Thirty years ago when I worked in my first food bank in Amarillo, we always talked about the dual nature of our mission. We have always existed to feed hungry people, and the most important part of every communication we have ever delivered is about who is hungry, about how many hungry people there are, and about the effects of hunger on individuals and on our society. In thirty years that message has never changed, never wavered, never been diluted. And it never will be as long as we exist.
We have always had another aspect to our work—one that is also very, very important. Somewhere along the way over the decades, we stopped talking about this other aspect of our work. We were certainly created in the beginning to feed hungry people. The main way we did that was—and still is—to take food that would otherwise go to waste and channel that food to hungry people. I wrote in another blog about the amount of food we waste in our country and about the environmental impact of all of that food ending up in landfills. I can’t quit thinking about the fact that a quarter of the methane gas in our atmosphere is the result of food ending up in the landfills rather than being eaten.
I’ve just recently been reminded of one very specific thing that everyone can do to fulfill both aspects of our mission: to feed hungry people and to prevent edible food from going to waste. Just about all food we see in the stores has “Sell By” dates on it. These dates are recommendations to ensure maximum freshness in the food on the shelves. There is a very pervasive myth in our country that something dire happens to the food on the day after the sell by date. In fact, most foods are perfectly edible and nutritious long past that date, and most of us have consumed many such foods in our own homes. I know I have!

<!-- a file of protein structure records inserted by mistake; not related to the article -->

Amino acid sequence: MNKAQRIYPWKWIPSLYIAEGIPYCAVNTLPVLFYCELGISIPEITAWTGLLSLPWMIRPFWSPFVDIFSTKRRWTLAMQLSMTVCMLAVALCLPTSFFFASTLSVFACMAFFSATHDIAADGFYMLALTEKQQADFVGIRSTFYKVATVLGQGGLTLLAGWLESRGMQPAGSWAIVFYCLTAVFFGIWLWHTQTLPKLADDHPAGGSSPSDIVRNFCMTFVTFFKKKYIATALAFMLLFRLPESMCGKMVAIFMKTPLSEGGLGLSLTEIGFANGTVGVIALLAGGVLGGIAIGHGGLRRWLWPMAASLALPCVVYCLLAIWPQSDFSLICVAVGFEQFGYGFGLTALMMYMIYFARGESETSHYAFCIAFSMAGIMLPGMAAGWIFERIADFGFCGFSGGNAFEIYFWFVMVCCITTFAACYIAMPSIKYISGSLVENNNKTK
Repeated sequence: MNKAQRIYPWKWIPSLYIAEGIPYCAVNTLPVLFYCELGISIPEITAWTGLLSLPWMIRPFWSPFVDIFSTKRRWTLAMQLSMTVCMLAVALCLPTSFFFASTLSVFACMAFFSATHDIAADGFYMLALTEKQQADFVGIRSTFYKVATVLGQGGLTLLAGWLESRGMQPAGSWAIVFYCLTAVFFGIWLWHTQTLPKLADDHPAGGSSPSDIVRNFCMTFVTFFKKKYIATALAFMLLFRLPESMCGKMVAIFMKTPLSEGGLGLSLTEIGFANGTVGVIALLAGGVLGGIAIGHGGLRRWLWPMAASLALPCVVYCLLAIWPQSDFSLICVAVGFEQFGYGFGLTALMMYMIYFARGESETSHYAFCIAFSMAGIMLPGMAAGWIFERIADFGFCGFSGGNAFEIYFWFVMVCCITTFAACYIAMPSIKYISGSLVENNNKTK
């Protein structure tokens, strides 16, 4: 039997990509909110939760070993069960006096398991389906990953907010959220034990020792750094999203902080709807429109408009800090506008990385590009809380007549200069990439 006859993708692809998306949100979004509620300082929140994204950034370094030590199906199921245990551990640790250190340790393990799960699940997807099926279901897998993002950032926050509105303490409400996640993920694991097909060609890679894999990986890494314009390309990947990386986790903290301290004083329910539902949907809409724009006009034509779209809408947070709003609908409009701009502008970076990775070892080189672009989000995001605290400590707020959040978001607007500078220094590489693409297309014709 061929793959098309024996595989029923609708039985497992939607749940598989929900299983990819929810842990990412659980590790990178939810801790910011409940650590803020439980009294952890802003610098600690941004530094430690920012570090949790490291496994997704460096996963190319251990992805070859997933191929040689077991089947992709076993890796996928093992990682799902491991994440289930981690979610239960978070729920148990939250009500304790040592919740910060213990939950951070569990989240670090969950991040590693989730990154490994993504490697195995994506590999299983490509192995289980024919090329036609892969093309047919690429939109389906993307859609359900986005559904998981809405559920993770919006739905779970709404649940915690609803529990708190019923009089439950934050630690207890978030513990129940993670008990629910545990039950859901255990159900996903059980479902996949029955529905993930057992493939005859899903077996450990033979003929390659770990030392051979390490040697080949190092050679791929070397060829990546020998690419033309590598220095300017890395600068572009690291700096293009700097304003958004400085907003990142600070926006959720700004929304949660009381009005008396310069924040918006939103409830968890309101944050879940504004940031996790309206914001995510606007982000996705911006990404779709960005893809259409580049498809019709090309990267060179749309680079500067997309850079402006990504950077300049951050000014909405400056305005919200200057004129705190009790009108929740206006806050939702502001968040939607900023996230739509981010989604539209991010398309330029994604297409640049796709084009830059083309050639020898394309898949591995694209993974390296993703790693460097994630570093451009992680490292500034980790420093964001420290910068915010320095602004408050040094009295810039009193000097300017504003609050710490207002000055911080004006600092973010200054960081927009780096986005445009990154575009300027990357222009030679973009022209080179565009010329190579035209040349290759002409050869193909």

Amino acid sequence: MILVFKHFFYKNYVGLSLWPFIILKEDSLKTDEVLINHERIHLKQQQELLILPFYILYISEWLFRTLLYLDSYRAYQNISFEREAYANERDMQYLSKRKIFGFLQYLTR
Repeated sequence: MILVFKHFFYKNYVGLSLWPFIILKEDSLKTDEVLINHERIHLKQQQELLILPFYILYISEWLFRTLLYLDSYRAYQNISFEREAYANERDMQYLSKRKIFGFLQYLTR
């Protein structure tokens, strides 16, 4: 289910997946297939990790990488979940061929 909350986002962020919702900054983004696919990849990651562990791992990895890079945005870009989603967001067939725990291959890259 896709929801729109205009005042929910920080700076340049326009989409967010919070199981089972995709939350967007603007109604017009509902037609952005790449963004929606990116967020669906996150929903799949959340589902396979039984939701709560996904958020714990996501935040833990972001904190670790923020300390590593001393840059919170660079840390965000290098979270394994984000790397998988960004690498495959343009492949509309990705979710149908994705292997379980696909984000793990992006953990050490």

USDA has developed excellent and easy to follow guidelines for knowing how long past the sell-by dates food can be consumed safely. We use these guidelines all the time in evaluating the food we rescue from our many wonderful food donor partners. We also share them with our partner agencies so that they can provide guidance to the hungry people who get the food. Here are some links that will help you access these useful guidelines for yourselves:
And if, even after you have looked at this information, you have food that you do not choose to eat in your home, please consider donating the food so that hungry people can have access to it and so that it can be saved from the landfill. We’ll be happy to take the food and evaluate it for food safety before we hand it out to very grateful neighbors who need our help. You’ll have the most convenient opportunity ever to donate food at the upcoming Stamp Out Hunger food drive. Simply put food out at your mailbox on May 11, and your letter carrier will pick it all up and it will end up back here at the food bank. Thank you so much for participating May 11!
Melody Wattenbarger is President and CEO of Roadrunner Food Bank.